Many might wonder how doom metal made its way from the early 70s sound of Black Sabbath to what is heard out of later bands such as Electric Wizard and Eyehategod, “Born Too Late” marks a significant shift away from the upbeat 70s rock sound that is attributed to others in the scene up to the mid 80s. The band’s association that the with the hardcore punk scene, particularly that of Black Flag, almost seems to be predicting the eventual rise of the sludge sound that came a bit later on. But what separates this from those who wandered out of the traditional paradigm is the treatment of the guitar as a lead instrument, for one could almost argue that had Hendrix lived an additional 16 years or so and had been swept up in the underground doom current, this is what it would sound like.
Originally submitted to (www.metal-observer.com) on February 9, 2010.
This lurid item saw the introduction of Wino as vocalist, and the cementing of a cohesive traditional doom sound after the unfettered and wandering rhythms of sophomore Hallow's Victim. It also, cleverly, provided an instant sense of identity for its audience: they were "born too late", as anachronistically superior in their musical tastes as their heroes in Saint Vitus. The proud race of trad-doom loyalists was born.
Born Too Late almost completely avoids Hallow's Victim's propensity for fast pacing and punky rock'n'roll song structures, adjusting the speed to the lumbering walk of tracks like 'The Psychopath' and 'Mystic Lady' with an emphasis on deep, prominent bass playing to accentuate the methodical plod. Chandler shows his skill as a simple but very proficient guitarist, breaking off seemingly endless courses of crawling distorted doom riffs. The closer 'The War Starter' is a powerful, trampling epic of forceful doom metal and along with the title track is the album's finest moment.
The doom sound is richer, as it is what the band are focussing on. This is helped by the best production on a Vitus album yet, with meaty, thumping drums and far more expressiveness in the guitar sound. The songs are more engrossing and hypnotic, a trait of stoner doom. The emphasis on repetition and warm, enveloping bass is there, while Chandler's excellent guitar solos reach for the bluesy origins of Black Sabbath. If you have heard much doom metal, prepare to not be surprised; this is a moment in time that helped solidify the almost-there components of the genre, and where influences of Black Flag and other pre-'70s outfits fell into the outskirts of the Saint's sound.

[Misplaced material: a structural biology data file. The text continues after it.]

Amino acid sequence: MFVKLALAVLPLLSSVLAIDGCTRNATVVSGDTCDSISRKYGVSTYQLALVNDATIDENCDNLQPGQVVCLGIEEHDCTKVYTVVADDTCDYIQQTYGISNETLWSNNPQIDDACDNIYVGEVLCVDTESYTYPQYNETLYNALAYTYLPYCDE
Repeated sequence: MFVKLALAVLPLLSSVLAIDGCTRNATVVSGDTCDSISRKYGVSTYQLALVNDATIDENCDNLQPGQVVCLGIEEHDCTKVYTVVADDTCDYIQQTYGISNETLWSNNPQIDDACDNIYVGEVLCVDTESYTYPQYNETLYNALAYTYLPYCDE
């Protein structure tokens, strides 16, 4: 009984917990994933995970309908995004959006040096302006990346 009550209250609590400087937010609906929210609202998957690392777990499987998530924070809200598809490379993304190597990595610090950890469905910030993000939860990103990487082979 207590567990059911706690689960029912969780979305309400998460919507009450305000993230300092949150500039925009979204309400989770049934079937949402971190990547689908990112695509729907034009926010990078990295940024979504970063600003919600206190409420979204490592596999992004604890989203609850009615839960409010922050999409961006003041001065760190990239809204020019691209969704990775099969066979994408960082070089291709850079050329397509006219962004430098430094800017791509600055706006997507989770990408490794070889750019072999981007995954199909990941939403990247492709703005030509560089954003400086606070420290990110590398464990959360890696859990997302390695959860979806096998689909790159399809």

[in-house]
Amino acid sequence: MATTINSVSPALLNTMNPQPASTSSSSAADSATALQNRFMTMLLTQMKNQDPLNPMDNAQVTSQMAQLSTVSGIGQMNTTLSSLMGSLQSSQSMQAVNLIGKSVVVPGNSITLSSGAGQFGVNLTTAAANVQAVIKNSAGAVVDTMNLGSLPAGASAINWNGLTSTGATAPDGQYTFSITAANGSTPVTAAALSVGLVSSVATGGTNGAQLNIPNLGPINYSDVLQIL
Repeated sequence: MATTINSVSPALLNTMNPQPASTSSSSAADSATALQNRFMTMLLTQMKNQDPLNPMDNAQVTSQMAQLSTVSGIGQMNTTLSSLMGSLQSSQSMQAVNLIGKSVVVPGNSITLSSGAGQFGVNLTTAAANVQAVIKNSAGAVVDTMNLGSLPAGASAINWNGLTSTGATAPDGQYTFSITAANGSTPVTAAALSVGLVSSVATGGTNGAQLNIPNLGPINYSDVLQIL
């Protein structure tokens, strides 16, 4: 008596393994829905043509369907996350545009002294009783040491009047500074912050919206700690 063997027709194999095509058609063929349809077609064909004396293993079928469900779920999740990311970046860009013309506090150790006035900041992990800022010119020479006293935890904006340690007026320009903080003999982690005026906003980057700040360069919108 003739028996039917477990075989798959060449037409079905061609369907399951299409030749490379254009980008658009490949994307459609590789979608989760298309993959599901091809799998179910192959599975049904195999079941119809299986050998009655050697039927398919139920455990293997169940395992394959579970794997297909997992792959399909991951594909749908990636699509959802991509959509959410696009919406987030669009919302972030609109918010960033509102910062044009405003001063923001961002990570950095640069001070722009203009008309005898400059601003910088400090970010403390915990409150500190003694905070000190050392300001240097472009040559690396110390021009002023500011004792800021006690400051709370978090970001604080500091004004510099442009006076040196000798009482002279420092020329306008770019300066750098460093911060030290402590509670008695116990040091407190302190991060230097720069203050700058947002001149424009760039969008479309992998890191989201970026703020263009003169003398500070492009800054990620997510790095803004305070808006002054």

Vitus moved away from the occult and zombies, with Wino's more identifiable themes of alcoholism, substance abuse and isolationism dominating as opposed to stories of zombies and occult references. The title track's mournful paean to our downtrodden subculture is like Saxon's culture-anthem 'Denim & Leather' for doom heads. It's definitive, heavy and rumbling doom. He is clearly a more technically skilled singer than Scott Reagers, with an admittedly stronger Ozzy Osbourne influence. He can sound as menacing as he can vulnerable and on the brink of insanity, a combination that would become favoured by vocalists like Messiah Marcolin and Robert Lowe.
This is a huge cultural bench mark, capturing the dichotomies essential to heavy metal subculture; proud, yet ostracized, possessing of a more incisive approach to music ("they say my songs are way too slow/ but they don't know the things I know") and occasionally a bit laissez-faire about hygiene ("I have things living in my hair"). It is also a rock-solid reference point for doom metal, and ever since bands have found it very hard to go wrong when returning to the straightforward approach of Born Too Late.